How to Botch a Media Interview in Three Easy Steps

Here is a hard truth even for PR professionals: Interviews are tricky – full stop.

Interviews are a delicate dance. Even the best, most polished of spokespeople can get them wrong. Need an example? I suggest you check out this blog from Caster’s Rachel Bradshaw.

In the 13+ years I’ve been doing PR and helping people learn how to talk to the media effectively, observing and participating in countless media trainings, and cleaning up my fair share of bad interviews, here are the three most common ways I’ve seen people botch a media interview.

The “I’ve Got This” Mentality

Being media-ready does not end with media training with your favorite PR pro; you may feel confident after the initial training session and in the ensuing interviews. But, just like a muscle that is not regularly exercised, your memory and media skills can atrophy – and quickly. If you are heading into an interview (any interview at any time) and think that you’ve “got it” and don’t need to prepare…think again. It is rare that I’ve seen someone wing it in an interview and stick the landing.

Preparing for an interview should involve more than seeing your Outlook calendar reminder pop up 15 minutes before the meeting. You have to budget time to prepare. What should that look like? If you are lucky, you may have gotten interview questions ahead of time and those should be reviewed with your PR team to ensure your messaging is aligned. If you did not get questions, then you should review recent articles from the journalist so you can anticipate likely questions and see how your company fits into what they have been working on.

Going into an interview with confidence is great, but going in with the false sense of confidence that you don’t need to prepare is dangerous even with the most friendly of press.Best Practice: Make the time after every media interview to debrief with your PR team. Getting feedback on what went well and what could be improved is much more constructive when it is in real-time. Another pro-tip? Keep a file of this feedback. I review our media prep file with an exec before every media interview to help us steer clear of past stumbling blocks and jog our memory on what we talked about the last time we met with this journalist.

Disregarding Relevance

We work hard on messaging. In fact, it’s some of the most fulfilling work we do with our clients. When you go through media training it’s a chance to really hone your message. So we totally get it when a messaging point, statistic or anecdote becomes a favorite reference.

On the flipside – sticking too hard to your talking points and the keys YOU want to get across can cause a BIG MISS for the journalist. Pay attention to what they are asking you, and provide answers that are relevant to what they are covering. Some old-school PR practices may tell you to “answer the question you want to answer.” In some cases, that can work, but my recommendation would be unless your PR pro has told you that you are a media interview savant, this tactic should not be the default when approaching an interview. When you keep to the same talk track interview-to-interview, you are not providing that journalist with a unique perspective or even something uniquely quotable. And what does that mean for said journalist? That you just wasted their time. With adequate preparation, as outlined in misstep #1, you can also dodge this mistake.

Best Practice: If you’re really stumped on how to answer a question it is completely acceptable to say you’ll need to get back to the journalist on that. Not only does that answer provide a great reason for follow-up, but answering their question with a non-relevant answer could jeopardize your opportunity for future interviews.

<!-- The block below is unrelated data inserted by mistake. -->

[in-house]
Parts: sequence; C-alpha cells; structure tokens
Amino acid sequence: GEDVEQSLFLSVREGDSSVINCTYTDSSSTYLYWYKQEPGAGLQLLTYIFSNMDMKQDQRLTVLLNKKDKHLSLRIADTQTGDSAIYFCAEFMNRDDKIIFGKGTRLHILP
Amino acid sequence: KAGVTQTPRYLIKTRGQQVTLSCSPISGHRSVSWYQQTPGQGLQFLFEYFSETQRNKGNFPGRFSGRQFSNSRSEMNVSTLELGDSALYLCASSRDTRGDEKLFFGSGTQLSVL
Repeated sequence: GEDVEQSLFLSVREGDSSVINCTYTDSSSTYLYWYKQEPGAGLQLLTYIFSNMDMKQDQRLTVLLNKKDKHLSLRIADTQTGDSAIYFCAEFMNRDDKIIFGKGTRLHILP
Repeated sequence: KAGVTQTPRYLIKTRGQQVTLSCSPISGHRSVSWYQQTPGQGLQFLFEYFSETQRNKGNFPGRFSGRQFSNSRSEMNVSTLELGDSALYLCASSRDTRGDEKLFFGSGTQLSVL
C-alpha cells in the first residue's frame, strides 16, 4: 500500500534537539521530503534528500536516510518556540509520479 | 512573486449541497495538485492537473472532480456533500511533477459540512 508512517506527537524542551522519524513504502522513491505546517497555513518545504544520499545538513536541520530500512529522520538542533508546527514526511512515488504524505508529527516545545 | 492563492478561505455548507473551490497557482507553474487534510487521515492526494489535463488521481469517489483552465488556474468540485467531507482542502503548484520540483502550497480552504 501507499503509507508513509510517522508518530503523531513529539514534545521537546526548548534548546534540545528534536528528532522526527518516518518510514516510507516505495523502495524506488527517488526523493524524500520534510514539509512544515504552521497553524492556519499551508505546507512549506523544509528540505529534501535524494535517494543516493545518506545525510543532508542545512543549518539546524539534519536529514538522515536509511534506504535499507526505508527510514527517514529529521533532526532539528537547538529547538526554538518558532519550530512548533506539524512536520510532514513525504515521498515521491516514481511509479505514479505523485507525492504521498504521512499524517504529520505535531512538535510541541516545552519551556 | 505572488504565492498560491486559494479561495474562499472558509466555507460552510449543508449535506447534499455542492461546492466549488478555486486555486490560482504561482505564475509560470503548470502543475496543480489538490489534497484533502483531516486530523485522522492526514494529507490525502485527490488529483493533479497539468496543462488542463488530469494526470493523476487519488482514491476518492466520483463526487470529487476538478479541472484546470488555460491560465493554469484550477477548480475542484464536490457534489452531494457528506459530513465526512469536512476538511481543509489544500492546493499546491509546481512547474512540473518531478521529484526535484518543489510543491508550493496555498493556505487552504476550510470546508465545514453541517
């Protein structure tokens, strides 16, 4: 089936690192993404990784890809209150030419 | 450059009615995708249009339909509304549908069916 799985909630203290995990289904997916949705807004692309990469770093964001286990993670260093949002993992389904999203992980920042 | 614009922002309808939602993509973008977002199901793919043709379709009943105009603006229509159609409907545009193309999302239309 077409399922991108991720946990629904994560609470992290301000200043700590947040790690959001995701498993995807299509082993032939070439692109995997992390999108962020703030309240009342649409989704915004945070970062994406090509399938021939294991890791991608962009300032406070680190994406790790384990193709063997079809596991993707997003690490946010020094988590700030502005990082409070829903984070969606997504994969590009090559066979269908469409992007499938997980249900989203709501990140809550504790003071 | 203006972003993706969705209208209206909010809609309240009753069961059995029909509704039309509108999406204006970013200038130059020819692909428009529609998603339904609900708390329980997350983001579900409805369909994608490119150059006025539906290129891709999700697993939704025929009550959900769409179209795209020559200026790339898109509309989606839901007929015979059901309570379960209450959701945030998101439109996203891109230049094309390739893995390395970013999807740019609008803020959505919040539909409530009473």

Forgetting Two Big Media Misnomers

Last but not least let’s review a few media misnomers so there is no confusion. Movies, TV and even popular culture can lead us to think that there are rules of engagement with the media that in fact are not reality.

Misnomer #1 – Off the Record/On Background – Friendly reminder that you cannot spill every detail of your company’s latest acquisition and follow those juicy details with “Oh, by the way, this is off the record.” Need more clarity? Our Friends at PR Newswire share:

If no one deems a conversation off the record or sets rules in advance, most journalists will accept information gathered as “on the record.”

Some conversations may also include “on background,” during which select information: “can be published only under conditions negotiated with the source. Generally, the sources do not want their names published but will agree to a description of their position.”

Misnomer #2 – “No Comment” is, in fact, a comment – As CNBC put it:

“Once upon a time, saying ‘no comment’ when you wanted to decline an interview was a benign statement. Now, the phrase has become loaded with meaning, mostly suggesting that you are hiding something rather than coming clean.”

Of course, we don’t want clients to “shoot from the hip” when confronted with a difficult question. But before jumping to an immediate “no comment” reaction, take a step back – confer with your PR team and craft an answer. Even if it is within the “no comment” arena, there are ways to soften the answer.

If you’re preparing to face the delicate dance of a media interview, enlisting the help of a professional choreographer (AKA a killer PR Team) can help you avoid some of these pitfalls. Keeping your interview skills sharp is important and will help your company gain coverage that can keep you at the top of your mind and positioned as a thought leader. Still have questions about if you are really media ready? Check out our Mastering Becoming Media Ready blog or shoot us a note!

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